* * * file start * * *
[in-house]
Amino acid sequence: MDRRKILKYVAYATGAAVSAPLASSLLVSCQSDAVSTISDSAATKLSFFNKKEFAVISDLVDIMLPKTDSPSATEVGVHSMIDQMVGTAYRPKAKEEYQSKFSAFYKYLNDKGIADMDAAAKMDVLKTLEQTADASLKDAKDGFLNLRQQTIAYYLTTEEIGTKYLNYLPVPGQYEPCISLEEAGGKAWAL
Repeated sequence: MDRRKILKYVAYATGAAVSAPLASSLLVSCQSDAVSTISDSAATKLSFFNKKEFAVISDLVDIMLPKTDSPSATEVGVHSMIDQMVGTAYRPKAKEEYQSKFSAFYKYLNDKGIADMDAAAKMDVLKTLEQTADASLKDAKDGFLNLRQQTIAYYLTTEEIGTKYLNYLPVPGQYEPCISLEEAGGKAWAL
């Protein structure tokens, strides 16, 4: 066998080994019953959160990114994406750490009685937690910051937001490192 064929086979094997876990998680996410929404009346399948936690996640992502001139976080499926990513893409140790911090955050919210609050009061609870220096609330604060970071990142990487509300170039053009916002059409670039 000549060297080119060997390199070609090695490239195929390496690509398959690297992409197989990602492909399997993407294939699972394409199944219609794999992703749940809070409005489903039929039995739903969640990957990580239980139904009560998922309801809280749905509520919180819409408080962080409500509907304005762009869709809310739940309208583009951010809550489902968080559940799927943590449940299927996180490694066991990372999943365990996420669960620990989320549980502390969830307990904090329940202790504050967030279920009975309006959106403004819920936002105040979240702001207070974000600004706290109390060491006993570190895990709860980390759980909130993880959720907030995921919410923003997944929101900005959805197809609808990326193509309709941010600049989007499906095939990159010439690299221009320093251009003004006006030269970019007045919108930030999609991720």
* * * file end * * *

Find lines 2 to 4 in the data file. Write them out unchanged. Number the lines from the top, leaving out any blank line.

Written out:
Amino acid sequence: MDRRKILKYVAYATGAAVSAPLASSLLVSCQSDAVSTISDSAATKLSFFNKKEFAVISDLVDIMLPKTDSPSATEVGVHSMIDQMVGTAYRPKAKEEYQSKFSAFYKYLNDKGIADMDAAAKMDVLKTLEQTADASLKDAKDGFLNLRQQTIAYYLTTEEIGTKYLNYLPVPGQYEPCISLEEAGGKAWAL
Repeated sequence: MDRRKILKYVAYATGAAVSAPLASSLLVSCQSDAVSTISDSAATKLSFFNKKEFAVISDLVDIMLPKTDSPSATEVGVHSMIDQMVGTAYRPKAKEEYQSKFSAFYKYLNDKGIADMDAAAKMDVLKTLEQTADASLKDAKDGFLNLRQQTIAYYLTTEEIGTKYLNYLPVPGQYEPCISLEEAGGKAWAL
């Protein structure tokens, strides 16, 4: 066998080994019953959160990114994406750490009685937690910051937001490192 064929086979094997876990998680996410929404009346399948936690996640992502001139976080499926990513893409140790911090955050919210609050009061609870220096609330604060970071990142990487509300170039053009916002059409670039 000549060297080119060997390199070609090695490239195929390496690509398959690297992409197989990602492909399997993407294939699972394409199944219609794999992703749940809070409005489903039929039995739903969640990957990580239980139904009560998922309801809280749905509520919180819409408080962080409500509907304005762009869709809310739940309208583009951010809550489902968080559940799927943590449940299927996180490694066991990372999943365990996420669960620990989320549980502390969830307990904090329940202790504050967030279920009975309006959106403004819920936002105040979240702001207070974000600004706290109390060491006993570190895990709860980390759980909130993880959720907030995921919410923003997944929101900005959805197809609808990326193509309709941010600049989007499906095939990159010439690299221009320093251009003004006006030269970019007045919108930030999609991720």